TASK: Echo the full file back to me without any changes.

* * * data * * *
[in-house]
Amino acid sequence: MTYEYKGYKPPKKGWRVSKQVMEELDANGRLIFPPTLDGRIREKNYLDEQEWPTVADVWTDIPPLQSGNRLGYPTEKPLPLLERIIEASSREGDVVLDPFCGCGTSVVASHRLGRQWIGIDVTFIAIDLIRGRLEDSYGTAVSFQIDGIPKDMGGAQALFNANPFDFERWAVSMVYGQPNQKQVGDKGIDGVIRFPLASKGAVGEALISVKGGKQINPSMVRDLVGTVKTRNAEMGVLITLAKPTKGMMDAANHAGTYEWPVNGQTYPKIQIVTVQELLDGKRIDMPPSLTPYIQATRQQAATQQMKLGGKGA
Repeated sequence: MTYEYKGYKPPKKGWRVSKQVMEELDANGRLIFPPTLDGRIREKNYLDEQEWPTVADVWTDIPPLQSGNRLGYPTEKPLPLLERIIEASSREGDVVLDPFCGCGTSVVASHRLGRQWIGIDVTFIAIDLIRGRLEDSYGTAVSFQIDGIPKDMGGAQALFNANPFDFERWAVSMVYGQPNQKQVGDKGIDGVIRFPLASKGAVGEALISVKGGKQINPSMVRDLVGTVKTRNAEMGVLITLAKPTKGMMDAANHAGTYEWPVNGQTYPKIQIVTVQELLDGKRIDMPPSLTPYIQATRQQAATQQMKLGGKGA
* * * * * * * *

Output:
[in-house]
Amino acid sequence: MTYEYKGYKPPKKGWRVSKQVMEELDANGRLIFPPTLDGRIREKNYLDEQEWPTVADVWTDIPPLQSGNRLGYPTEKPLPLLERIIEASSREGDVVLDPFCGCGTSVVASHRLGRQWIGIDVTFIAIDLIRGRLEDSYGTAVSFQIDGIPKDMGGAQALFNANPFDFERWAVSMVYGQPNQKQVGDKGIDGVIRFPLASKGAVGEALISVKGGKQINPSMVRDLVGTVKTRNAEMGVLITLAKPTKGMMDAANHAGTYEWPVNGQTYPKIQIVTVQELLDGKRIDMPPSLTPYIQATRQQAATQQMKLGGKGA
Repeated sequence: MTYEYKGYKPPKKGWRVSKQVMEELDANGRLIFPPTLDGRIREKNYLDEQEWPTVADVWTDIPPLQSGNRLGYPTEKPLPLLERIIEASSREGDVVLDPFCGCGTSVVASHRLGRQWIGIDVTFIAIDLIRGRLEDSYGTAVSFQIDGIPKDMGGAQALFNANPFDFERWAVSMVYGQPNQKQVGDKGIDGVIRFPLASKGAVGEALISVKGGKQINPSMVRDLVGTVKTRNAEMGVLITLAKPTKGMMDAANHAGTYEWPVNGQTYPKIQIVTVQELLDGKRIDMPPSLTPYIQATRQQAATQQMKLGGKGA